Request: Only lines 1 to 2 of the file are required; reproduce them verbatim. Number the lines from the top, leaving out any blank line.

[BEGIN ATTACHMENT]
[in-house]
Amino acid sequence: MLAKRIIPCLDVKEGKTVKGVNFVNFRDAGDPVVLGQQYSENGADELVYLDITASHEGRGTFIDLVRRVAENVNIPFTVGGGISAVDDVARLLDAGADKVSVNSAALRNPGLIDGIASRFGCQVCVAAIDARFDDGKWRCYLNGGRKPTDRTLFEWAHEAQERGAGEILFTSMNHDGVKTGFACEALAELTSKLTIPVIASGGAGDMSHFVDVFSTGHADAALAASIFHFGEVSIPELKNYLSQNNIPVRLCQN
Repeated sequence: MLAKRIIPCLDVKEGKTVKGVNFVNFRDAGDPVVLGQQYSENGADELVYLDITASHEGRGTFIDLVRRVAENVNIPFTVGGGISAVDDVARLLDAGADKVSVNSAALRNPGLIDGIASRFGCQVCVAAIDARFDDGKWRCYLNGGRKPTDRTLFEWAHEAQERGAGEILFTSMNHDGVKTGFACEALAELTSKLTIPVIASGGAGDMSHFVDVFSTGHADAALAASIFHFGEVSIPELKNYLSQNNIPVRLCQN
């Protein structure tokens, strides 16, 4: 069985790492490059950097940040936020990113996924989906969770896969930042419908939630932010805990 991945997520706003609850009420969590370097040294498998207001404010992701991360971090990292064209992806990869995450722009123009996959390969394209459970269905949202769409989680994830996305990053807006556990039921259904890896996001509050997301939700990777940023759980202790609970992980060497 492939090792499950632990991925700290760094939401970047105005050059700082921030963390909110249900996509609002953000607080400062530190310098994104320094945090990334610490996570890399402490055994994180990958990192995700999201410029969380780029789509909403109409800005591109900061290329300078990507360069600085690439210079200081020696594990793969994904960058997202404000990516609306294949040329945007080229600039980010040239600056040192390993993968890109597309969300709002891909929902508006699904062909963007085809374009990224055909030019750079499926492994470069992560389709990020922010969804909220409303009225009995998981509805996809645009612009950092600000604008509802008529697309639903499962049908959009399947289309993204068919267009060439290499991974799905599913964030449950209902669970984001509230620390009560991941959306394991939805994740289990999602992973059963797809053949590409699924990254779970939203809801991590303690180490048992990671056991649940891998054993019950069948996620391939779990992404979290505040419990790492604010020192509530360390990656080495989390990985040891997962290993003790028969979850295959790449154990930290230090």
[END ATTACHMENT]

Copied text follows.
[in-house]
Amino acid sequence: MLAKRIIPCLDVKEGKTVKGVNFVNFRDAGDPVVLGQQYSENGADELVYLDITASHEGRGTFIDLVRRVAENVNIPFTVGGGISAVDDVARLLDAGADKVSVNSAALRNPGLIDGIASRFGCQVCVAAIDARFDDGKWRCYLNGGRKPTDRTLFEWAHEAQERGAGEILFTSMNHDGVKTGFACEALAELTSKLTIPVIASGGAGDMSHFVDVFSTGHADAALAASIFHFGEVSIPELKNYLSQNNIPVRLCQN